GIT\-COMMIT\-TREESection: Git Manual (1)
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NAMEgit-commit-tree - Create a new commit object
SYNOPSISgit-commit-tree <tree> [-p <parent commit>]* < changelog
DESCRIPTIONThis is usually not what an end user wants to run directly. See git-commit(1) instead.
Creates a new commit object based on the provided tree object and emits the new commit object id on stdout. If no parent is given then it is considered to be an initial tree.
A commit object usually has 1 parent (a commit after a change) or up to 16 parents. More than one parent represents a merge of branches that led to them.
While a tree represents a particular directory state of a working directory, a commit represents that state in "time", and explains how to get there.
Normally a commit would identify a new "HEAD" state, and while git doesn't care where you save the note about that state, in practice we tend to just write the result to the file that is pointed at by .git/HEAD, so that we can always see what the last committed state was.
- An existing tree object
-p <parent commit>
- Each -p indicates the id of a parent commit object.
COMMIT INFORMATIONA commit encapsulates:
- *all parent object ids
- *author name, email and date
- *committer name and email and the commit time.
GIT_AUTHOR_NAME GIT_AUTHOR_EMAIL GIT_AUTHOR_DATE GIT_COMMITTER_NAME GIT_COMMITTER_EMAIL GIT_COMMITTER_DATE EMAIL
In case (some of) these environment variables are not set, the information is taken from the configuration items user.name and user.email, or, if not present, system user name and fully qualified hostname.
You don't exist. Go away!
- The passwd(5) gecos field couldn't be read
Your parents must have hated you!
- The password(5) gecos field is longer than a giant static buffer.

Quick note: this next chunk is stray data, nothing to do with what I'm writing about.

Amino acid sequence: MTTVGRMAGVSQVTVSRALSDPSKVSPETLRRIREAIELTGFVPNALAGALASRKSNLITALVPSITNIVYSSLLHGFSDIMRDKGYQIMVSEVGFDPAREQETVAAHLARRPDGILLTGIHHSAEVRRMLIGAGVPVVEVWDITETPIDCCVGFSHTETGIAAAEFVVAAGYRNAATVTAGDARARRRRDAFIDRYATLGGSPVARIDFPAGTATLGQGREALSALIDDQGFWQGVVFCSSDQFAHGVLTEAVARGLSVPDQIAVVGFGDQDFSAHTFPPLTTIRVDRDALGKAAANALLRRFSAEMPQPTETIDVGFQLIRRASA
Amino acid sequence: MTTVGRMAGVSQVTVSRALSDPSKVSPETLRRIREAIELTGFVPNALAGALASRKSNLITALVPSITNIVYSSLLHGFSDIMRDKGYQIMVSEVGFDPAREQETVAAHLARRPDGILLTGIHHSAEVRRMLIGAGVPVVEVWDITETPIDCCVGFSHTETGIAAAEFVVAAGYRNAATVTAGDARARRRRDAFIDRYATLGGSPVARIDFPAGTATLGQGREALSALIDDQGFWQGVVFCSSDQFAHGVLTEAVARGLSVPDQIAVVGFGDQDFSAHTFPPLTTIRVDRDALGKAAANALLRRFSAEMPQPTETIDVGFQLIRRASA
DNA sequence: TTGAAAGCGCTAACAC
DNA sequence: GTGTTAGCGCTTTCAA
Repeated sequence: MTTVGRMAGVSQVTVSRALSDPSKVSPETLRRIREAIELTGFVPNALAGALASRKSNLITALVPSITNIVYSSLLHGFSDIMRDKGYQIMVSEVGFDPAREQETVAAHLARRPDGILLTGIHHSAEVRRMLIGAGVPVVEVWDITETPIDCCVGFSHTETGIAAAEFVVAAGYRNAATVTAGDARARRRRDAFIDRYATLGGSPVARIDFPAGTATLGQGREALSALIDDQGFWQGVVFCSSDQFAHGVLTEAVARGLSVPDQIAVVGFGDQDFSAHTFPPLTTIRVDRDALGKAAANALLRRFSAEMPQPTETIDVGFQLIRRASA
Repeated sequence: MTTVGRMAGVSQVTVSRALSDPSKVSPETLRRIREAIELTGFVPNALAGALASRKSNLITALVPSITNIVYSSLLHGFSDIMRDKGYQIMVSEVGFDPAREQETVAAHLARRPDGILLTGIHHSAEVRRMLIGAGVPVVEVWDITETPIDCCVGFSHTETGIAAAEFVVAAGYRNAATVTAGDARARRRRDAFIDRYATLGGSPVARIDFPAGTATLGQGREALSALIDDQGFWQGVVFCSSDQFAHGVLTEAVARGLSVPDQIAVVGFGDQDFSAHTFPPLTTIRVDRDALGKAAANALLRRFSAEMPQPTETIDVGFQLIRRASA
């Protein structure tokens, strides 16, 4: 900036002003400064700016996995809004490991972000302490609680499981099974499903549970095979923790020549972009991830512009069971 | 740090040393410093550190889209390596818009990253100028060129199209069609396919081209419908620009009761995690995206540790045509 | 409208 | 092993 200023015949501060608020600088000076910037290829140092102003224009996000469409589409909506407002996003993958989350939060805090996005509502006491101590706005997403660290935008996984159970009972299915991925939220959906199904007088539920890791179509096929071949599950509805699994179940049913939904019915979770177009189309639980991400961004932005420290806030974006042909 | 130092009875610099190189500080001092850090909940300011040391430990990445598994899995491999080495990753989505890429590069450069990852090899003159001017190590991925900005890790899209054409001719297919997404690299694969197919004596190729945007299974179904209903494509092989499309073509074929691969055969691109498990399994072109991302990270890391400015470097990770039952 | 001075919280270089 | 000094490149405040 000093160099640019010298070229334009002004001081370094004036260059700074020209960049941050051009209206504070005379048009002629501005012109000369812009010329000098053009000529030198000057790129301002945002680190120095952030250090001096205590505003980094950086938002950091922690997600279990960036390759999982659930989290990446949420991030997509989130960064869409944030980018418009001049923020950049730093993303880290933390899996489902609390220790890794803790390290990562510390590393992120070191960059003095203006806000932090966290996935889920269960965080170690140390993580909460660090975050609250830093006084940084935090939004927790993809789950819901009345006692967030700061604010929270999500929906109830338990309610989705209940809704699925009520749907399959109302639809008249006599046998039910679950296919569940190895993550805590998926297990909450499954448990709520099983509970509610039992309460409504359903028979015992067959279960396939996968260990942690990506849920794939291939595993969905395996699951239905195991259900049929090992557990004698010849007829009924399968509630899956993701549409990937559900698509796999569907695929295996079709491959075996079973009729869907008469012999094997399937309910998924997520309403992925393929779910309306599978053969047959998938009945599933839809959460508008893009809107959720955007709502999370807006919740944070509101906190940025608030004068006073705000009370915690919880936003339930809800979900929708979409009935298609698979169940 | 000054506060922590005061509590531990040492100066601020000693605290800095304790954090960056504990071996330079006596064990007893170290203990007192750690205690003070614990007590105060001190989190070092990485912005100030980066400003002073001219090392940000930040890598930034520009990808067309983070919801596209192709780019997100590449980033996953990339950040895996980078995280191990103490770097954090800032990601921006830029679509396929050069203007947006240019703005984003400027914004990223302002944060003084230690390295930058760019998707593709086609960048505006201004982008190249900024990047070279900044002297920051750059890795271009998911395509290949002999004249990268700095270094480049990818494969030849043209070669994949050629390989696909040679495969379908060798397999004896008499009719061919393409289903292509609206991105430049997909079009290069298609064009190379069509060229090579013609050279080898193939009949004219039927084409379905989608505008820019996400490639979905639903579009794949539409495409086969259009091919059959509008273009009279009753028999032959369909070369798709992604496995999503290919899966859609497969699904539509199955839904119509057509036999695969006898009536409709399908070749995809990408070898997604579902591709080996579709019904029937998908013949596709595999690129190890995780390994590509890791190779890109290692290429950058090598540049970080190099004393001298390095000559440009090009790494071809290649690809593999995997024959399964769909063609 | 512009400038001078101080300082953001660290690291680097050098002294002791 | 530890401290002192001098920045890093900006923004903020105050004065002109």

Your sysadmin must hate you!
- The password(5) name field is longer than a giant static buffer.
DISCUSSIONAt the core level, git is character encoding agnostic.
- *The pathnames recorded in the index and in the tree objects are treated as uninterpreted sequences of non-NUL bytes. What readdir(2) returns are what are recorded and compared with the data git keeps track of, which in turn are expected to be what lstat(2) and creat(2) accepts. There is no such thing as pathname encoding translation.
- *The contents of the blob objects are uninterpreted sequence of bytes. There is no encoding translation at the core level.
- *The commit log messages are uninterpreted sequence of non-NUL bytes.
1.git-commit-tree (hence, git-commit which uses it) issues an warning if the commit log message given to it does not look like a valid UTF-8 string, unless you explicitly say your project uses a legacy encoding. The way to say this is to have i18n.commitencoding in .git/config file, like this:
.ft C [i18n] commitencoding = ISO-8859-1 .ft
2.git-log, git-show and friends looks at the encoding header of a commit object, and tries to re-code the log message into UTF-8 unless otherwise specified. You can specify the desired output encoding with i18n.logoutputencoding in .git/config file, like this:
.ft C [i18n] logoutputencoding = ISO-8859-1 .ft
AUTHORWritten by Linus Torvalds <email@example.com>
DOCUMENTATIONDocumentation by David Greaves, Junio C Hamano and the git-list <firstname.lastname@example.org>.
GITPart of the git(7) suite
- COMMIT INFORMATION
- SEE ALSO